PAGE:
Paige Peters, a doctoral student at Opus College of Engineering, won the Grand Prize in the Governor of Wisconsin’s 20th Annual Business Plan Competition with Rapid Radicals Technology, her Milwaukee-based company that is revolutionizing combined sewer treatment and overflows to prevent untreated overflows. sewage from being dumped into our lakes and rivers during floods.
Rapid Radical’s innovative technology reduces current wastewater treatment time from eight hours to 30 minutes, enabling municipal-scale management where there is a confluence point of storm and sanitary sewers. Peters is the founder and chief technology officer of Rapid Radicals, which was among 13 “Diligent (Baker’s) Dozen” finalists to be presented to judges and others at the 20th Annual Wisconsin Entrepreneurs Conference. The company markets a technology developed in Marquette.
Rapid Radicals also won the Advanced Manufacturing category of the competition.
“It’s always super exciting to see technology transfer work this way: from an academic invention to a product that will benefit the public and is also good for the Earth,” said Dr. Kalpa Vithalani, Executive Director of the technology transfer at Marquette and a board member of the Tech Council. “Through her research and innovation, Paige brings research to life. She is also a great role model for others at Marquette who aspire to bring their innovations to market and be a difference. »
The competition is organized by the Tech Council, which is the nonprofit, nonpartisan science and technology advisor to the Governor and State Legislature of Wisconsin. Each plan described the main product or service, defined the customer base, estimated the market size, identified the competition, described the management team and provided key financial data.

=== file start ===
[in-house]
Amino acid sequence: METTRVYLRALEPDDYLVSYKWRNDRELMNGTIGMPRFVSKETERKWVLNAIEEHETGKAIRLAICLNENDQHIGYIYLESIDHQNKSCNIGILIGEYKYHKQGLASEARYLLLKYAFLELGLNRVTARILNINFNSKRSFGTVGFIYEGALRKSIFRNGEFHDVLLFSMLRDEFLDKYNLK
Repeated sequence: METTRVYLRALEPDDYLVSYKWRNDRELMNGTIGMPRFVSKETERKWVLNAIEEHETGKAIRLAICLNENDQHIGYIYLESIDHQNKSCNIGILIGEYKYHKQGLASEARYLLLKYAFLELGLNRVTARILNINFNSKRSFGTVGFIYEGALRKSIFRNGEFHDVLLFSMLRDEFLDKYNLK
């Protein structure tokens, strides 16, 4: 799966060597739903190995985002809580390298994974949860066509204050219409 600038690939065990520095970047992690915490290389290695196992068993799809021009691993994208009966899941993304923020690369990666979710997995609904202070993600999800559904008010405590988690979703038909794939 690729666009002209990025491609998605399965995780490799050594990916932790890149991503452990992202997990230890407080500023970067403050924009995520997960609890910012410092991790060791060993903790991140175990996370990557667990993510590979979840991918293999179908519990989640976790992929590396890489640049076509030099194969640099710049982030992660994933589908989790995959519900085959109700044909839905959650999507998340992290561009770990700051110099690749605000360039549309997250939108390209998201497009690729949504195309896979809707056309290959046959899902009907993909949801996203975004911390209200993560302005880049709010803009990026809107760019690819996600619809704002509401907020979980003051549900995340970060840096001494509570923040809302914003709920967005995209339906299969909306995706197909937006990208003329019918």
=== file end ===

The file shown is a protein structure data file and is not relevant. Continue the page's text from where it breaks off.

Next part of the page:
Peters earned a bachelor’s degree in environmental engineering from Marquette and returned to college to pursue her master’s degree in environmental engineering with a focus on water and wastewater treatment. Initially funded by the National Science Foundation-funded Water Equipment and Policy – Industry/University Collaborative Research Center, the research focused on developing an advanced high-throughput wastewater treatment process. Marquette has filed patent applications on this important technology. Rapid Radicals has received over $1.6 million in grants that help turn the startup’s foundational technology into a viable product.
Paul Jones, vice president of academic relations and general counsel at Marquette, was also a finalist in the competition with a company he co-founded, ReinventAuctions, which provides frictionless digital trading platforms for wholesale vehicle trades between dealers in targeted industries. The company took second place in the “Business Services” category and won the “Bright New Idea” award.
Contest sponsors contribute cash, office space, legal assistance, accounting, information technology consulting, marketing, event space and more. Approximately $2.5 million in cash and in-kind prizes have been awarded since the competition’s inception in 2004. The Wisconsin Economic Development Corp. is a major sponsor.